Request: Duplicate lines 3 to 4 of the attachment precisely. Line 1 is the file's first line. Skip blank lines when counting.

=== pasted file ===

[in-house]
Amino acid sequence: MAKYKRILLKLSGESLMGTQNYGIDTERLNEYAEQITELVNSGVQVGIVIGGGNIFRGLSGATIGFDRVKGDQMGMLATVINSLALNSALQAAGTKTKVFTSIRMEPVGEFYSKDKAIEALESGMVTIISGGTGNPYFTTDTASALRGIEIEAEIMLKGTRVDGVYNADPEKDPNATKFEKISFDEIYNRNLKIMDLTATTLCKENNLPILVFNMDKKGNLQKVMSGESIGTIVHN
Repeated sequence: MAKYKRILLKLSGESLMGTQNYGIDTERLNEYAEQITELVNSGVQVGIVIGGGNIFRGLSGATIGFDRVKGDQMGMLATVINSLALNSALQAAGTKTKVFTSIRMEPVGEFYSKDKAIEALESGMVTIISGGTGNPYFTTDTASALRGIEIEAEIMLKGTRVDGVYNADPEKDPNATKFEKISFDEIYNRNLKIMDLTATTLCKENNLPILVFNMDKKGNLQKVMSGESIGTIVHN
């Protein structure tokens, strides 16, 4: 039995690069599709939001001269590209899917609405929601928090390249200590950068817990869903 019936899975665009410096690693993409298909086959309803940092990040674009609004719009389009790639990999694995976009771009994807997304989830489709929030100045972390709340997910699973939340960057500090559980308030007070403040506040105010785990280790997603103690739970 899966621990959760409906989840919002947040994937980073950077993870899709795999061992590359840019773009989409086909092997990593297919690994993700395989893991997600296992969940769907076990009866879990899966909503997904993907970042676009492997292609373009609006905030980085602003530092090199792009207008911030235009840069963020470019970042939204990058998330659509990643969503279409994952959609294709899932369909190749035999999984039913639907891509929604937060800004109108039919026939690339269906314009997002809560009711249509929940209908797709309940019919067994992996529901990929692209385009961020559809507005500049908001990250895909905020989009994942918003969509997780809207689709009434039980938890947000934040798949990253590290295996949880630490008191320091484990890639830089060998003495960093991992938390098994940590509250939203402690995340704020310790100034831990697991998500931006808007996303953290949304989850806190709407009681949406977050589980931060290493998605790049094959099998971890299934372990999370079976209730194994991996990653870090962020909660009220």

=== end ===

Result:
Repeated sequence: MAKYKRILLKLSGESLMGTQNYGIDTERLNEYAEQITELVNSGVQVGIVIGGGNIFRGLSGATIGFDRVKGDQMGMLATVINSLALNSALQAAGTKTKVFTSIRMEPVGEFYSKDKAIEALESGMVTIISGGTGNPYFTTDTASALRGIEIEAEIMLKGTRVDGVYNADPEKDPNATKFEKISFDEIYNRNLKIMDLTATTLCKENNLPILVFNMDKKGNLQKVMSGESIGTIVHN
């Protein structure tokens, strides 16, 4: 039995690069599709939001001269590209899917609405929601928090390249200590950068817990869903 019936899975665009410096690693993409298909086959309803940092990040674009609004719009389009790639990999694995976009771009994807997304989830489709929030100045972390709340997910699973939340960057500090559980308030007070403040506040105010785990280790997603103690739970 899966621990959760409906989840919002947040994937980073950077993870899709795999061992590359840019773009989409086909092997990593297919690994993700395989893991997600296992969940769907076990009866879990899966909503997904993907970042676009492997292609373009609006905030980085602003530092090199792009207008911030235009840069963020470019970042939204990058998330659509990643969503279409994952959609294709899932369909190749035999999984039913639907891509929604937060800004109108039919026939690339269906314009997002809560009711249509929940209908797709309940019919067994992996529901990929692209385009961020559809507005500049908001990250895909905020989009994942918003969509997780809207689709009434039980938890947000934040798949990253590290295996949880630490008191320091484990890639830089060998003495960093991992938390098994940590509250939203402690995340704020310790100034831990697991998500931006808007996303953290949304989850806190709407009681949406977050589980931060290493998605790049094959099998971890299934372990999370079976209730194994991996990653870090962020909660009220």